Oakville, Ontario’s Terrestrial Energy is to be a sponsor of the Sustainable Investment Forum, a day-long conference taking place in New York on September 20, as part of the United Nations Environment Programme Finance Initative’s Climate Week, which will bring together some of the world’s leading stakeholders and innovators in the cleantech sector.
Terrestrial Energy is working to create small modular reactors, called Integral Molten Salt Reactors (IMSR), for use in small to modest energy markets, which the company says will be deployed “in the 2020s”, providing electricity generation both on and off-grid, as well as energy for industrial process heat generation.
The benefit of small modular reactors (SMR) is that they can be built and shipped, rather than constructed on site, while also producing smaller quantities of energy than a massive installation for heating or electricity purposes.
Aside from being a sponsor at the Sustainable Investment forum, Terrestrial Energy CEO Simon Irish will participate in a panel called “Private Sector Innovation: Developing and Implementing Low Carbon Technologies”.
This past June, the company’s American branch, Terrestrial Energy USA, was selected as one of eight businesses to receive funding from the United States Department of Energy (DOE) under its Gateway for Accelerated Innovation in Nuclear (GAIN) initiative.
This funding comes in the form of a voucher under the Nuclear Energy Voucher Program, redeemable at DOE national laboratories or Nuclear Science User Facility (NSUF) partner facilities and aimed at helping small businesses overcome technology and commercialization challenges.
The GAIN initiative was launched in November 2015 to provide a way to fast-track nuclear innovation in the United States, kicking off in January with an US$82 million investment from the U.S. federal government to be disbursed across 93 different projects to help kickstart the next generation of nuclear technologies towards commercialization.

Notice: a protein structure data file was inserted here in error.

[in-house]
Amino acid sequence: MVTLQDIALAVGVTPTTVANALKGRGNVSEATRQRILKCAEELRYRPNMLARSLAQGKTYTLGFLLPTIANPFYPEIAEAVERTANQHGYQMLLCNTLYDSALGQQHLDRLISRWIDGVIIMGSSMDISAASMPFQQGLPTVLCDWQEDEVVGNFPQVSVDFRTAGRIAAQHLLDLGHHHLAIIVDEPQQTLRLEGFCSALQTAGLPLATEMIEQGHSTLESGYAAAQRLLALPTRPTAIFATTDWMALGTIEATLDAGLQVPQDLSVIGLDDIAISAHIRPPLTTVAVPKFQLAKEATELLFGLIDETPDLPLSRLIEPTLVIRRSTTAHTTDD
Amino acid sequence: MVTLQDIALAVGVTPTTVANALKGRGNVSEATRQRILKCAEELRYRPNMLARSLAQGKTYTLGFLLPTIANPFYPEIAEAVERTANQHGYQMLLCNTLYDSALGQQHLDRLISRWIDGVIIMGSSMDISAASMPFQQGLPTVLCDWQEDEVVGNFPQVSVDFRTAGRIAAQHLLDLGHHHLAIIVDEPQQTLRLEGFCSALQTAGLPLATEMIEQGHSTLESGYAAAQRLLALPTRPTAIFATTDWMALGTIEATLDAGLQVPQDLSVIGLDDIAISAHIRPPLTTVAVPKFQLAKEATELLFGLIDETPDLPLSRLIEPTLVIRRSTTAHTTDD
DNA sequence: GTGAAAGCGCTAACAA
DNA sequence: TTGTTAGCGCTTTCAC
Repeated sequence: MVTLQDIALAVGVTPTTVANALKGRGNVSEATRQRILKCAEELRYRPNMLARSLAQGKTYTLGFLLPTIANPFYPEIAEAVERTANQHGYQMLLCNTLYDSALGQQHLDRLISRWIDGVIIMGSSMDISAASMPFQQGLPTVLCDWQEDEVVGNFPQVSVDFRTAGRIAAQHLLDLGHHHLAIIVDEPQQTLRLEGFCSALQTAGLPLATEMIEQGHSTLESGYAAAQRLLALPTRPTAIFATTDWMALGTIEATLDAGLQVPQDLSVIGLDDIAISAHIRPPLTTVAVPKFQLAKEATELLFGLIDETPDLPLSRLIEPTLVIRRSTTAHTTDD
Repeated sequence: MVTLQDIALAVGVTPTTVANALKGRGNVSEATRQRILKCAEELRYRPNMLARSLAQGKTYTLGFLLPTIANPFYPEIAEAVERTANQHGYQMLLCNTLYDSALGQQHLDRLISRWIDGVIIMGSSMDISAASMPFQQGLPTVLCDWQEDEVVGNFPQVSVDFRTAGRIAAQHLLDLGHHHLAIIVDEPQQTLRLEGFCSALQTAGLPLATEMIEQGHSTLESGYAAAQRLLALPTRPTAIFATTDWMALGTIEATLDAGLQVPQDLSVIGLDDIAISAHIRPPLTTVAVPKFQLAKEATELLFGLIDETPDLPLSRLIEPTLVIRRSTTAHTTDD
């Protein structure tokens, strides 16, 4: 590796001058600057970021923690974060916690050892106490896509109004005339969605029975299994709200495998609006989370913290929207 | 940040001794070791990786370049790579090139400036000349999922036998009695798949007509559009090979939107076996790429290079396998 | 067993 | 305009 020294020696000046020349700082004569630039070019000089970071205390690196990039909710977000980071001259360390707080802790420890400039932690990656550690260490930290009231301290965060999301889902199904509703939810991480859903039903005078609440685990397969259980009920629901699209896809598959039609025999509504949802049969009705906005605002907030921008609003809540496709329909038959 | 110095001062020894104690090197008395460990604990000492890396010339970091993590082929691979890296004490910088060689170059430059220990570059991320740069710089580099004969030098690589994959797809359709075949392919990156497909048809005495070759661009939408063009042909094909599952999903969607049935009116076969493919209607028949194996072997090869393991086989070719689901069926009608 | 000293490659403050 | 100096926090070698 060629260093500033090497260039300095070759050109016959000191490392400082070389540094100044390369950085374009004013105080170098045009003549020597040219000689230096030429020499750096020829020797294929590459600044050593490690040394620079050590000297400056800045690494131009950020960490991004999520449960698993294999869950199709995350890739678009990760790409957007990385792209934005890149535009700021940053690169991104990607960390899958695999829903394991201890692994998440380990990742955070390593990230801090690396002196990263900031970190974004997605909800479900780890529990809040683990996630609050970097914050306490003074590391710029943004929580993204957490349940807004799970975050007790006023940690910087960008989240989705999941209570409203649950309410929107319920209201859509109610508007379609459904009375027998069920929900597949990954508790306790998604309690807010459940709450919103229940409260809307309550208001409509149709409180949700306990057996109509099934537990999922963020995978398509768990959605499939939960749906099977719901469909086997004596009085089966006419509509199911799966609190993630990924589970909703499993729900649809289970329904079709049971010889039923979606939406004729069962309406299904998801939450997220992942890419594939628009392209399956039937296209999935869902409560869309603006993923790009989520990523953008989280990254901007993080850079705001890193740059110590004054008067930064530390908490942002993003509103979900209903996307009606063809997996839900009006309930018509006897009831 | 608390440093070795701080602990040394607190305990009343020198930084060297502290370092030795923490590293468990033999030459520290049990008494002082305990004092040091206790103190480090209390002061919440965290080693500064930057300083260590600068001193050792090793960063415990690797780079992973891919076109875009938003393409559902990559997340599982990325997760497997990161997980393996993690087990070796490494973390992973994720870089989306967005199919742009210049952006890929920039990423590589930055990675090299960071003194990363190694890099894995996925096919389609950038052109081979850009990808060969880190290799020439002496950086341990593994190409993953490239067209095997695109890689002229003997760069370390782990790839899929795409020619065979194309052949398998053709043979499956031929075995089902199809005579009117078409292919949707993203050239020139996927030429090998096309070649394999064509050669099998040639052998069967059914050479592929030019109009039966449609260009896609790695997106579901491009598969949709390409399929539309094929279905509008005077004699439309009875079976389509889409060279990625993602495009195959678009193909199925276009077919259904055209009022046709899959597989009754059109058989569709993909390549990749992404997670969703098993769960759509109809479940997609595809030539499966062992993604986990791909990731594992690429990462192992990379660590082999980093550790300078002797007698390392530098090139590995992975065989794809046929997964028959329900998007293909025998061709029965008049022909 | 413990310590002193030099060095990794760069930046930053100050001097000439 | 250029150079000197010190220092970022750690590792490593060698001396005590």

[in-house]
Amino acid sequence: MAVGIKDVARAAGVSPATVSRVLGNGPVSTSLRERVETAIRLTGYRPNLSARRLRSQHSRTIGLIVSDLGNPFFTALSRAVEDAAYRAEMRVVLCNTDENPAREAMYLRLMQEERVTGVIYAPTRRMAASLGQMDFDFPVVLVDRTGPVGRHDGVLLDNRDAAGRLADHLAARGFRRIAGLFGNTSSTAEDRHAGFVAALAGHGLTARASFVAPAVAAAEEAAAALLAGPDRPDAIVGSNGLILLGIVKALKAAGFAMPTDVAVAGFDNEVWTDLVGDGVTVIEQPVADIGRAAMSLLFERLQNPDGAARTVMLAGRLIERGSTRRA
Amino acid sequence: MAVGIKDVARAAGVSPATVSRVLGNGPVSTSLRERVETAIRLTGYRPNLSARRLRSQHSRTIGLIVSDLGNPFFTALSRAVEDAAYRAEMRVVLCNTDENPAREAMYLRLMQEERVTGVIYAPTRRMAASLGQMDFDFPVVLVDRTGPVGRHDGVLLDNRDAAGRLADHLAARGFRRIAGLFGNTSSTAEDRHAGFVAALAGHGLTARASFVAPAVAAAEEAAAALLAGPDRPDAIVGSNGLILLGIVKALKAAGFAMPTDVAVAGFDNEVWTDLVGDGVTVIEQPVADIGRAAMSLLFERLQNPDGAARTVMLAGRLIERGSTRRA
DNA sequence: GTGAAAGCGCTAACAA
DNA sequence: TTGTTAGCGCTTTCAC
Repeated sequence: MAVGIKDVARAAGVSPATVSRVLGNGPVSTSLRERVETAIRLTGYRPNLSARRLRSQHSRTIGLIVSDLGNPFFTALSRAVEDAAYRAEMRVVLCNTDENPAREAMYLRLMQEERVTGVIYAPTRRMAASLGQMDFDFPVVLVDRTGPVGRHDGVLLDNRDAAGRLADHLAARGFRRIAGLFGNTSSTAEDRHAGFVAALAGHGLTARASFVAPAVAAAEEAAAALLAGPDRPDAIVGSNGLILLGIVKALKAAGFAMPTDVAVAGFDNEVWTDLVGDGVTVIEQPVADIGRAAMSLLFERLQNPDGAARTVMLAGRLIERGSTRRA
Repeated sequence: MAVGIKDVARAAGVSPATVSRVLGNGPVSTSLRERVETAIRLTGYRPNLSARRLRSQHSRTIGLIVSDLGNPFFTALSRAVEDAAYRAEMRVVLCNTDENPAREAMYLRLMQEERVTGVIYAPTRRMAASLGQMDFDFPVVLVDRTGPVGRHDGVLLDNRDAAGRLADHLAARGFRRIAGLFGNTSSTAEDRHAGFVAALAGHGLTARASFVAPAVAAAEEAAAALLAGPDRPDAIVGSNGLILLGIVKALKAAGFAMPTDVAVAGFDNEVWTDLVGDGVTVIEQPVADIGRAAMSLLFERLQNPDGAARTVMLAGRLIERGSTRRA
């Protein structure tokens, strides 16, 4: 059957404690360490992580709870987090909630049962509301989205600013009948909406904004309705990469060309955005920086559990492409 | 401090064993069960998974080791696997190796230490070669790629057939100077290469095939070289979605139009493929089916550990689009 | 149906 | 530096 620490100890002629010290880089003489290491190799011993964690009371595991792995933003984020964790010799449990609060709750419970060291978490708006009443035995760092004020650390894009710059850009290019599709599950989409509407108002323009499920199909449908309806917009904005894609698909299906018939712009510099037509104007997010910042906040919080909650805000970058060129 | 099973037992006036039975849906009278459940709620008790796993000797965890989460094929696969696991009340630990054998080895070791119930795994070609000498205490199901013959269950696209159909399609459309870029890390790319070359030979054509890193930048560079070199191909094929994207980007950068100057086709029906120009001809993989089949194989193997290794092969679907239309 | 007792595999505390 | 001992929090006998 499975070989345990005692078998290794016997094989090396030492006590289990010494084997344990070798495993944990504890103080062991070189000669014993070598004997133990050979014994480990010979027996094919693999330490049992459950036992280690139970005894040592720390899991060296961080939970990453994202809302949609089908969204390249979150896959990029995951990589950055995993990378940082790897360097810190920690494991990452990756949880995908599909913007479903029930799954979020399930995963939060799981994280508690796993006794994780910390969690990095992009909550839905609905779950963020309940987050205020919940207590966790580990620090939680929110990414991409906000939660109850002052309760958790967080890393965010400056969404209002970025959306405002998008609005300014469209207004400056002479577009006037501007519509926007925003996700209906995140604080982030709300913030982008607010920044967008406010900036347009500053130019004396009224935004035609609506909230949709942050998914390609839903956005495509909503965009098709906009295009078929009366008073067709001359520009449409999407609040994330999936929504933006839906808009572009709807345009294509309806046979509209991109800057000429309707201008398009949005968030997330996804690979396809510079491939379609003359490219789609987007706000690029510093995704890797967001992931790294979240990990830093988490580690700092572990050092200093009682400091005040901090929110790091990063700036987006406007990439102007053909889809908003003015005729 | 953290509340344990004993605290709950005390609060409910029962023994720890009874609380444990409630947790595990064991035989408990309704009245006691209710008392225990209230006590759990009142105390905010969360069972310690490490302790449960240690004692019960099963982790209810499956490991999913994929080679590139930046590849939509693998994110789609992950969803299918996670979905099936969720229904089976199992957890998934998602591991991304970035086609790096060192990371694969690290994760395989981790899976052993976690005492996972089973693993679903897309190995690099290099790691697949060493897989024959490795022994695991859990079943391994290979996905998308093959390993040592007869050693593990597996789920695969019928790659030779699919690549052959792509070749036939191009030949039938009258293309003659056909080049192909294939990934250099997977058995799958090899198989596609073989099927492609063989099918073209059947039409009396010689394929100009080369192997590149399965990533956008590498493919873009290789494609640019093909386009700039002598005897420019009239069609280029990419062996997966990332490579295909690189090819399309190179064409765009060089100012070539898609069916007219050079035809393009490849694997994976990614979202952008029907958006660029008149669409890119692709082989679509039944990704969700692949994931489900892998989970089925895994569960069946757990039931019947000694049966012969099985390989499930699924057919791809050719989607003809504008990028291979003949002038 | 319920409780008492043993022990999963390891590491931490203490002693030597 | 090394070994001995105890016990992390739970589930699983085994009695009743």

In January, Terrestrial Energy received US$8 million, according to an SEC filing, “to support the Company’s pre-construction and pre-licensing engineering, and to support further engagement with industry and nuclear regulators,” said CEO Simon Irish at the time. “These programs allow the Company to demonstrate to industry the commercial merits of the IMSR design.”
In February, Terrestrial Energy submitted its IMSR design to the Canadian Nuclear Safety Commission (CNSC) for Phase I of its pre-licensing Vendor Design Review, the first step towards an eventual license application to build its first commercial demonstration IMSR power plant.
Former Commissioner at the U.S. Nuclear Regulatory Commission Jeffrey Merrifield said at that time, “This is the first Molten Salt Reactor system to begin regulatory engagement with a western nuclear regulatory authority. It also positions Terrestrial Energy as one of the leading Advanced Reactor system developers today that is taking definitive regulatory steps toward commercialization.”
This past May, Terrestrial Energy got a rocky ride during an information session in Yellowknife, the intent of which was to pitch local residents, mostly Dene First Nations people, on the benefits of clean nuclear energy.
The company claims that molten salt reactors are six times more efficient and produce a third the amount of nuclear waste of conventional designs such as Candu reactors, which use solid nuclear fuel and highly pressurized water, while also being safer in general.
The Sustainable Investment Forum, of which Terrestrial Energy is a sponsor, takes place on September 20 at the Westin New York at Times Square, during Climate Week, September 19-26.
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